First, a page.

S.1334 - Professional Sports Integrity and Accountability Act109th Congress (2005-2006)
|Sponsor:||Sen. Bunning, Jim [R-KY] (Introduced 06/29/2005)|
|Committees:||Senate - Finance; Commerce, Science, and Transportation|
|Latest Action:||09/28/2005 Committee on Commerce, Science, and Transportation. Hearings held. Hearings printed: S.Hrg. 109-525. (All Actions)|
This bill has the status Introduced
Here are the steps for Status of Legislation:
Summary: S.1334 — 109th Congress (2005-2006)All Bill Information (Except Text)
Introduced in Senate (06/29/2005)
Professional Sports Integrity and Accountability Act - Prohibits a professional sports league from any involvement in a professional sports event without adopting and enforcing a testing policy for performance-enhancing drugs.
Requires each such league to adopt policies and procedures that: (1) proscribe the use of prohibited substances and methods; (2) provide for random testing of each professional athlete at least three times a year; and (3) proscribe any person associated with the league from complicity in a violation by an athlete.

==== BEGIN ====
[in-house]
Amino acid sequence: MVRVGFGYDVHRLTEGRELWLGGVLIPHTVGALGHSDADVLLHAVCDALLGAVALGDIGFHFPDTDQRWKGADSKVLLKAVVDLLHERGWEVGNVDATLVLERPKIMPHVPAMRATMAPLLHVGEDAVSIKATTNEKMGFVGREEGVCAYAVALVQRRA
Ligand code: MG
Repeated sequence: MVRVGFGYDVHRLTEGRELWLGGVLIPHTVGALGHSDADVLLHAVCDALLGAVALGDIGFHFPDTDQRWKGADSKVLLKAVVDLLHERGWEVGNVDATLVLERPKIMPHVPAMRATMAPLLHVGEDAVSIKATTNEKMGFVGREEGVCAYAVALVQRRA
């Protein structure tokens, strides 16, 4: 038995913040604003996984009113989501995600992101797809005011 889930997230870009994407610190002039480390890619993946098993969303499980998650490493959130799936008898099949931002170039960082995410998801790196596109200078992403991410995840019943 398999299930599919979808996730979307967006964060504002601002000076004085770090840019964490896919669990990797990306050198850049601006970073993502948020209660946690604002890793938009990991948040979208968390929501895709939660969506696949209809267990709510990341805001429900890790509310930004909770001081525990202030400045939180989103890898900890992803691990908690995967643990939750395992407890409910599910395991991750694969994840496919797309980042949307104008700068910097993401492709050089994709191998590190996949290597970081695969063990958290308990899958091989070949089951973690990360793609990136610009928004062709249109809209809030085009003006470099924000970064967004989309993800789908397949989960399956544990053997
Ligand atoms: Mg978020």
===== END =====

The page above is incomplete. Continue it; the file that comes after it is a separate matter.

Prohibits all substances and methods prohibited by the United States Anti-Doping Agency Protocol for Olympic Movement Testing and any other appropriate substance or method as determined by the Federal Trade Commission (FTC).
Includes as a violations of the testing policy: (1) the presence of a prohibited substance or its metabolites or markers; (2) refusing to submit to a test; (3) administering or attempting to administer a prohibited substance or method to any athlete; and (4) assisting, encouraging, aiding, abetting, covering up, or any other type of complicity involving a violation by a professional athlete.
Allows a league to provide an individual athlete with an exemption for a particular prohibited substance or method for a documented medical condition.
Sets the penalties for the first violation at a minimum of two years suspension, permanent suspension for any subsequent violation, and public disclosure of the name of the violator and substance involved.
Allows the FTC to seek civil penalties for violations of this Act.
Expresses the sense of Congress that the individual records of athletes achieved while using performance-enhancing drugs should be invalidated.